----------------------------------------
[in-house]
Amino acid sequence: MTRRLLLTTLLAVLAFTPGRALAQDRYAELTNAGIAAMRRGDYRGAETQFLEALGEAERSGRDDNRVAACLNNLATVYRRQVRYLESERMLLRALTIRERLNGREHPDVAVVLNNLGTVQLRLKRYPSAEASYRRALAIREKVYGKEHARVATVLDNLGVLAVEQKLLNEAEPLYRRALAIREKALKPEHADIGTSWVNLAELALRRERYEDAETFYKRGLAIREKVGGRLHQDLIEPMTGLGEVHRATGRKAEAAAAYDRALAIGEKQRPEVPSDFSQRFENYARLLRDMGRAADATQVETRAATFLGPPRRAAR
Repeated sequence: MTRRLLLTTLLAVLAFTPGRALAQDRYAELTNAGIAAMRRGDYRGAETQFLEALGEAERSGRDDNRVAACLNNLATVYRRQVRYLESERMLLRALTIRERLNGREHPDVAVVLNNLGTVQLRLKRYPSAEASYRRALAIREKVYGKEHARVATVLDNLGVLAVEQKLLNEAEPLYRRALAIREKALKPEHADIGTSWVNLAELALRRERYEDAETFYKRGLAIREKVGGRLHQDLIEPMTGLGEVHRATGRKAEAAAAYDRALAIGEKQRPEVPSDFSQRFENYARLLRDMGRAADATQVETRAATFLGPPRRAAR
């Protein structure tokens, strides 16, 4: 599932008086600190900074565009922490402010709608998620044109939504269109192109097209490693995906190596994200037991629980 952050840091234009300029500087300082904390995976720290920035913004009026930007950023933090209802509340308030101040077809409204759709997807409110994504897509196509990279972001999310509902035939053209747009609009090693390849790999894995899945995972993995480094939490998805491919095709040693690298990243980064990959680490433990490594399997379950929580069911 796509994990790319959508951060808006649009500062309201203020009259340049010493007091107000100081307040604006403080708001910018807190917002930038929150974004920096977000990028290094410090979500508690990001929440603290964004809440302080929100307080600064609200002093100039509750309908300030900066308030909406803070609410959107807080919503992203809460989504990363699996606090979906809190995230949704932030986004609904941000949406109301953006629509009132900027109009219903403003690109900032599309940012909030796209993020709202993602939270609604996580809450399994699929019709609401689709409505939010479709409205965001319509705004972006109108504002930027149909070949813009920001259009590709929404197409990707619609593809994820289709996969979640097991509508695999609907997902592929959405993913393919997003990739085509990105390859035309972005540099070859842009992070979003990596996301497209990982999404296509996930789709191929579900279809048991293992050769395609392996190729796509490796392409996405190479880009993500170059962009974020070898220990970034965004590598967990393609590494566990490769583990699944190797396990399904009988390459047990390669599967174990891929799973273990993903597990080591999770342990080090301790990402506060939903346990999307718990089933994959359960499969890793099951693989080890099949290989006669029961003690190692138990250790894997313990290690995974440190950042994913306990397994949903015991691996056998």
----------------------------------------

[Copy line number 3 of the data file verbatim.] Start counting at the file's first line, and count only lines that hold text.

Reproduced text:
Repeated sequence: MTRRLLLTTLLAVLAFTPGRALAQDRYAELTNAGIAAMRRGDYRGAETQFLEALGEAERSGRDDNRVAACLNNLATVYRRQVRYLESERMLLRALTIRERLNGREHPDVAVVLNNLGTVQLRLKRYPSAEASYRRALAIREKVYGKEHARVATVLDNLGVLAVEQKLLNEAEPLYRRALAIREKALKPEHADIGTSWVNLAELALRRERYEDAETFYKRGLAIREKVGGRLHQDLIEPMTGLGEVHRATGRKAEAAAAYDRALAIGEKQRPEVPSDFSQRFENYARLLRDMGRAADATQVETRAATFLGPPRRAAR